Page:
Have you ever been told you need to ‘eat all your carrots so you can see in the dark’? There is some truth in this, as the orange pigment in carrots is turned into vitamin A by our bodies. Vitamin A is important in maintaining good eyesight, especially night vision. However, vitamin A is also important for growth and helping us to fight infection.
How much vitamin A do we need?
|Infants and toddlers||1-3||300|
*Recommended Daily Intake (as retinol equivalents)
Which foods contain vitamin A?
Vitamin A is a fat-soluble vitamin found in two forms:
1.retinol (in animal foods) Retinol is found in liver, milk, cheese and butter.
2.carotenoids (in plant sources). The most common of these is beta carotene, which gives the orange colour to carrots. Carotenoids are also found in dark green leafy vegetables (spinach, broccoli) and yellow-orange coloured fruits and vegetables (capsicum, kumara). Carotenoids are converted into Vitamin A in the body.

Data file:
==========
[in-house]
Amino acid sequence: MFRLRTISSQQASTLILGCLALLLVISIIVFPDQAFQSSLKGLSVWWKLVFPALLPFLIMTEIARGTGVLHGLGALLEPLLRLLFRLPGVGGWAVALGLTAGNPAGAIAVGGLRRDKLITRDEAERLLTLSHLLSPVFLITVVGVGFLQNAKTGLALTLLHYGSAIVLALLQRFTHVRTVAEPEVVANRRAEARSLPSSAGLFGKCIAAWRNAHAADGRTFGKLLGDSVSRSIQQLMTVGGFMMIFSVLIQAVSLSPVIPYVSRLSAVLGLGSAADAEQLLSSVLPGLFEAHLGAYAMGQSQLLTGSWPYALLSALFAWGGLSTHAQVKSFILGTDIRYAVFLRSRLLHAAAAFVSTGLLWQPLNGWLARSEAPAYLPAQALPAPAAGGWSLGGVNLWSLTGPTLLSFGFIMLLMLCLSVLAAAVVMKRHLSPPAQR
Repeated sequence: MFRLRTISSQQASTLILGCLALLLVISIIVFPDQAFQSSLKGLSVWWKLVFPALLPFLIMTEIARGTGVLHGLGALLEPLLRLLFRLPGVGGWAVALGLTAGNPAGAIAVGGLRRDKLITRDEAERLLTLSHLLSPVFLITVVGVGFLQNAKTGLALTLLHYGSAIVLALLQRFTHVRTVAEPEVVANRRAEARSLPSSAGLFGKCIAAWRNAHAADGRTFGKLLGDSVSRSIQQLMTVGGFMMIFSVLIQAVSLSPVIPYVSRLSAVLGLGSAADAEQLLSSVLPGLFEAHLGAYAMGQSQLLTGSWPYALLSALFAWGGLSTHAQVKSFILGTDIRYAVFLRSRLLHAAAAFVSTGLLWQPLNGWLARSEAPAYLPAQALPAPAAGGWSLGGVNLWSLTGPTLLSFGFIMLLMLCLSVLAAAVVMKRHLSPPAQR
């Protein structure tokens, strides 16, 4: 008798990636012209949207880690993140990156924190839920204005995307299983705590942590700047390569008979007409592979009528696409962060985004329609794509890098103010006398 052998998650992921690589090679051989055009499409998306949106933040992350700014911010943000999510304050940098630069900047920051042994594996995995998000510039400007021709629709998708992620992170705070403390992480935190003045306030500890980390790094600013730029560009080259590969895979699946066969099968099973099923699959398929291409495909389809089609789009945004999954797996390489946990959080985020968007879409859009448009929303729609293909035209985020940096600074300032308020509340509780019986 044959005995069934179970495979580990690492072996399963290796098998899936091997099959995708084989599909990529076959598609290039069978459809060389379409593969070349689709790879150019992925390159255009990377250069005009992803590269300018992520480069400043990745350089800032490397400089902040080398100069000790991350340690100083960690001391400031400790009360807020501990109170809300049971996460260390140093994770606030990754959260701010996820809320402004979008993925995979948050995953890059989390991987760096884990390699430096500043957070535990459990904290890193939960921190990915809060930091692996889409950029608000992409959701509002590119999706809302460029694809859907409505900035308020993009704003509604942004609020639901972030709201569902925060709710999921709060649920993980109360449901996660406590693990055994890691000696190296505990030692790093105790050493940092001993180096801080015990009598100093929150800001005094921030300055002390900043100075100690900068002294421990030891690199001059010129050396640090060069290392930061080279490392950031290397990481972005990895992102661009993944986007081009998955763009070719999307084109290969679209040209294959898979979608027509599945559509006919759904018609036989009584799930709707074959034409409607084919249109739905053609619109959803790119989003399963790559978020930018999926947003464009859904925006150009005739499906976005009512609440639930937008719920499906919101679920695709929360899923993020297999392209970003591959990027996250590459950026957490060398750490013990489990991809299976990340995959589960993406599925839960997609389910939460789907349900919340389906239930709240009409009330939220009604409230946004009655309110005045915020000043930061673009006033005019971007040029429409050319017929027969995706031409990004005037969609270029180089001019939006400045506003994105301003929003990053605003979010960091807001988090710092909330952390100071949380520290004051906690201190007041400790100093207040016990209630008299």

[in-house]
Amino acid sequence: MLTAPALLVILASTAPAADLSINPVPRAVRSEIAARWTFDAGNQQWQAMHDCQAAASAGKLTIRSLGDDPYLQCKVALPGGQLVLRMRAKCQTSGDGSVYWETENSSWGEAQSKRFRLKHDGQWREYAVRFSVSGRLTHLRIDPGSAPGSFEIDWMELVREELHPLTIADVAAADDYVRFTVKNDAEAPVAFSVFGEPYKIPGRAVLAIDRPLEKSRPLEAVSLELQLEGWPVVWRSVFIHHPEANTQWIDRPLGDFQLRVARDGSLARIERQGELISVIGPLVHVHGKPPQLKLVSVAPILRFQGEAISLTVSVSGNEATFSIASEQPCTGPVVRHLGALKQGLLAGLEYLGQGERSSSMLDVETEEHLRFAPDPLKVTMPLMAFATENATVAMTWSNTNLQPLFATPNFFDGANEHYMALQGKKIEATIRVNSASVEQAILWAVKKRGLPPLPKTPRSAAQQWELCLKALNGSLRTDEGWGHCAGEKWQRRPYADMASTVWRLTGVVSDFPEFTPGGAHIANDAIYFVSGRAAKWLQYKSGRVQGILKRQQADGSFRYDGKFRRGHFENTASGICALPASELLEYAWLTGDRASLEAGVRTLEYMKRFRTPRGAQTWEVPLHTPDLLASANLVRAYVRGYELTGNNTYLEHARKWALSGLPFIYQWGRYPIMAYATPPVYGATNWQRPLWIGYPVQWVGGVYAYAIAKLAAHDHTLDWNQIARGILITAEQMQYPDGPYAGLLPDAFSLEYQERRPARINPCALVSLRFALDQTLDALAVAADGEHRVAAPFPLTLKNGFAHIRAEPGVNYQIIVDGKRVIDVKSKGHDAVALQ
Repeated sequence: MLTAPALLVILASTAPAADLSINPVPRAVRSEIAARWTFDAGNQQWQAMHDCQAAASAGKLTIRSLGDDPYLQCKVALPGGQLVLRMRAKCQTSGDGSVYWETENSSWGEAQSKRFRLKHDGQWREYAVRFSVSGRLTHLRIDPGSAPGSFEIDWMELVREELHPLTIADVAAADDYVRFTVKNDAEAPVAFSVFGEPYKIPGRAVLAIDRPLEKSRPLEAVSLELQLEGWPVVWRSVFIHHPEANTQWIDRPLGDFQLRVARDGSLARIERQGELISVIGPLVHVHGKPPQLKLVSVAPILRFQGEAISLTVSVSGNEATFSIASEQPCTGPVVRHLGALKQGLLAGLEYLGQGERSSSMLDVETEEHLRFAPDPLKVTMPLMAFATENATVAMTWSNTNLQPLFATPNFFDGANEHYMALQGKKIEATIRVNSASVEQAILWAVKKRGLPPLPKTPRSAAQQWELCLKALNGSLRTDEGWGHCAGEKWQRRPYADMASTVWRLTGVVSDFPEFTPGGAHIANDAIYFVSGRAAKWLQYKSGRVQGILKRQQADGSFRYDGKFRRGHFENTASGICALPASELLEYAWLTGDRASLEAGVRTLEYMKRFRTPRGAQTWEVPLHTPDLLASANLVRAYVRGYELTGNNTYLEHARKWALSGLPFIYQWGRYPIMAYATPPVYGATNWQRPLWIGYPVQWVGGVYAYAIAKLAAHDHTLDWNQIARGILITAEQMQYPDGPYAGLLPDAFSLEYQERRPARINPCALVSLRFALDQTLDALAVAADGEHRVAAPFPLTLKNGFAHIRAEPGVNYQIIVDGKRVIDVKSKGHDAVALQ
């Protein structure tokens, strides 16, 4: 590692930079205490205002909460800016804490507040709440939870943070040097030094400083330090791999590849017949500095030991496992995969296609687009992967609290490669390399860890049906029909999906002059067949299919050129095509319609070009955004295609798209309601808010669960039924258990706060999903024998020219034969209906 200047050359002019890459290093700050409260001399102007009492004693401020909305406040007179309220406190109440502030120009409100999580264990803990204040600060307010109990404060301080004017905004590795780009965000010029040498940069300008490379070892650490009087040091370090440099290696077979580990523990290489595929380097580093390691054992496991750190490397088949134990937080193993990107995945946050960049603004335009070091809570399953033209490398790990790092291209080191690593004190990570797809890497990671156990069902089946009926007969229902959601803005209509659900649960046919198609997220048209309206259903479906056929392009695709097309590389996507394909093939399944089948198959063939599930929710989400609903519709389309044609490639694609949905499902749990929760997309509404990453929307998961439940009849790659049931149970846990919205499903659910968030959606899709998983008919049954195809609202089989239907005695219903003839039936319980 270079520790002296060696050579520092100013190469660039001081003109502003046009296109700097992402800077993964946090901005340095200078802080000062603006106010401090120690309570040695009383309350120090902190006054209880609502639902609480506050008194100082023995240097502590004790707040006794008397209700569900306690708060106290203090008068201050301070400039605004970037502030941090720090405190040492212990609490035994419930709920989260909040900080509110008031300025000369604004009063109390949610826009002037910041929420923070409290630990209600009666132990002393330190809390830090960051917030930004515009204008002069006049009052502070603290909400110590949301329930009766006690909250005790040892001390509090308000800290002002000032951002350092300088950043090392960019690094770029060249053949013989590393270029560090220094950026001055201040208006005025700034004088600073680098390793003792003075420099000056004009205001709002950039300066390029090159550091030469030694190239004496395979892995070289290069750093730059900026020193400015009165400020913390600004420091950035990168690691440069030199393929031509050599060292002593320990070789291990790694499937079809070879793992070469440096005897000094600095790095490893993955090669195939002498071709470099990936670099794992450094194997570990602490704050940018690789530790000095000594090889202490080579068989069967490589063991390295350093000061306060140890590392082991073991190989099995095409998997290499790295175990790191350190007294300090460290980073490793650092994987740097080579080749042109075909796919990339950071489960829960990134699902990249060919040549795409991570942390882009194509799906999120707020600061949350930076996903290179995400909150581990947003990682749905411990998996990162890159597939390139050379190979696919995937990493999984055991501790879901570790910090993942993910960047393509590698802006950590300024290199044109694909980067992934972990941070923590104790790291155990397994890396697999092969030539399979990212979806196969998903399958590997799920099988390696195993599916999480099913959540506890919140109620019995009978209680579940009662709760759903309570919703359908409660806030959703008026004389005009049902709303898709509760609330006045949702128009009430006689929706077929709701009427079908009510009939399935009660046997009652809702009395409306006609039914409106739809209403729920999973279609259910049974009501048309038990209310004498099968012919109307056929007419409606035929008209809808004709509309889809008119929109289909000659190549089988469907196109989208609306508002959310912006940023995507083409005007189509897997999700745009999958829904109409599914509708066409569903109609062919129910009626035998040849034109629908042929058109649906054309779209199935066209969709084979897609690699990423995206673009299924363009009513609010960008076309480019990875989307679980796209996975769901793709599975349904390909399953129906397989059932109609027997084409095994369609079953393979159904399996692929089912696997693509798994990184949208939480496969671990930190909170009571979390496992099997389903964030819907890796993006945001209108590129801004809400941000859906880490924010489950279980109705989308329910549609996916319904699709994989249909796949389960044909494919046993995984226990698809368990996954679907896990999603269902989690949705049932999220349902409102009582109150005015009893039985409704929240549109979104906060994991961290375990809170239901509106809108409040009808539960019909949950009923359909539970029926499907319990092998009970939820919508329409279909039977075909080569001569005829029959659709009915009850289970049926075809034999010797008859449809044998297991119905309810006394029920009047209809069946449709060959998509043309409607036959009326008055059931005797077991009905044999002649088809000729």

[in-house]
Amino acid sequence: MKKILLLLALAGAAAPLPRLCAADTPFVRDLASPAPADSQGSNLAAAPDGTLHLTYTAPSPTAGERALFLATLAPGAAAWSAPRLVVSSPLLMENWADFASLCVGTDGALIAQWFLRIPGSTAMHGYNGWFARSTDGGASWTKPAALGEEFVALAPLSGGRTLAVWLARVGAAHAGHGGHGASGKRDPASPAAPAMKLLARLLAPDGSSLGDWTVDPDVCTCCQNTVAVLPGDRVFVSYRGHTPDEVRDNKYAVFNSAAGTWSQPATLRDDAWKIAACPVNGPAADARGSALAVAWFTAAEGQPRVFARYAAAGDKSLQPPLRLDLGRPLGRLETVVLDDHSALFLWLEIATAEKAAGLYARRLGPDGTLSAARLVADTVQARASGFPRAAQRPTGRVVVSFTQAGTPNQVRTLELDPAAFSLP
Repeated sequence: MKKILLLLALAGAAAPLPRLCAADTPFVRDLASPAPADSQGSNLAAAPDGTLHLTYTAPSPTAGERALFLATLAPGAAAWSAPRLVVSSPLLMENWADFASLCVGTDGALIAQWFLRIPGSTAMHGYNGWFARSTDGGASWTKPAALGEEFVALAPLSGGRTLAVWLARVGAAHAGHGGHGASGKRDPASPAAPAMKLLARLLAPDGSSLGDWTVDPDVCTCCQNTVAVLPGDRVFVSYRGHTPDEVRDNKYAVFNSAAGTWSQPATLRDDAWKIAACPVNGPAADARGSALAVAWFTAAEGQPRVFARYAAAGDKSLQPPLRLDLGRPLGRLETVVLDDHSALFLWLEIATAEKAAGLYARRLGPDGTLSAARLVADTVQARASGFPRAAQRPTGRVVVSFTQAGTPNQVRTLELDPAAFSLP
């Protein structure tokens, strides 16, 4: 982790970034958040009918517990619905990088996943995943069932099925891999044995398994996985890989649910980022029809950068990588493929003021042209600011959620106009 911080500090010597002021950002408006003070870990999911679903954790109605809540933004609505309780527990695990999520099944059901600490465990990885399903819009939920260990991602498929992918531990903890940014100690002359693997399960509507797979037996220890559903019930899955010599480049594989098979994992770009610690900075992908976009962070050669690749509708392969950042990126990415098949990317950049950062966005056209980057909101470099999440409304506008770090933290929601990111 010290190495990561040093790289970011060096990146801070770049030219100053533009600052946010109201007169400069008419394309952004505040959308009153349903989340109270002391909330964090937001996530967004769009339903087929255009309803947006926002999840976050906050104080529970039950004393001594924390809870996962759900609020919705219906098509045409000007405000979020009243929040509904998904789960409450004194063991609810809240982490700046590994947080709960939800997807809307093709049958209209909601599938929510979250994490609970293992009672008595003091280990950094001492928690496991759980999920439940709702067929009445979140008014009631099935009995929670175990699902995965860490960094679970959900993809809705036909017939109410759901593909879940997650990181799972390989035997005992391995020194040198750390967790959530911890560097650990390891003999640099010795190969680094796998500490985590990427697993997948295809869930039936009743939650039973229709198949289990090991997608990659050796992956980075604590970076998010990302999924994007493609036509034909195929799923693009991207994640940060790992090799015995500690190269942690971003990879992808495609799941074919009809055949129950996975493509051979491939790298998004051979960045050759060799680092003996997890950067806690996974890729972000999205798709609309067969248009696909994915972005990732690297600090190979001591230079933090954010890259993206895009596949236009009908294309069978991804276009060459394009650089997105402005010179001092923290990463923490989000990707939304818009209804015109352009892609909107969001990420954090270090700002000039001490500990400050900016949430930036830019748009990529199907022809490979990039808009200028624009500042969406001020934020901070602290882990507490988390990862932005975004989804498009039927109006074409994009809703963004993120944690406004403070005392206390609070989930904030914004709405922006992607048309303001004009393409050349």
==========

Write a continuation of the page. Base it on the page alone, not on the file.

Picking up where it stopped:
Vitamin A content of foods
|Vitamin A (µg)
(as retinol equivalents)
|1 slice of lamb liver||20600|
|1/2 cup cheddar cheese||233|
|1 teaspoon butter||133|
|1 cup trim milk||7|
|1 cup standard milk||83|
Vitamin A (µg) as retinol equivalents
|1 carrot||782 (4680)|
|1 cup spinach||540 (3230)|
|1 red capscium||259 (1550)|
|1 cup boiled broccoli||181 (1080)|
|1 red kumara||43 (255)|
Vitamin A toxicity
Too much vitamin A (retinol) can be toxic, although this is rare from food sources but should be considered when taking supplements that contain high levels of the retinol form of Vitamin A. High levels of vitamin A during pregnancy may increase the risk of birth defects. Women who are pregnant should avoid eating more than 100g of liver a week (as this may be high in vitamin A) and should not take supplements containing vitamin A, including fish oils, unless advised by their doctor
Click to view page references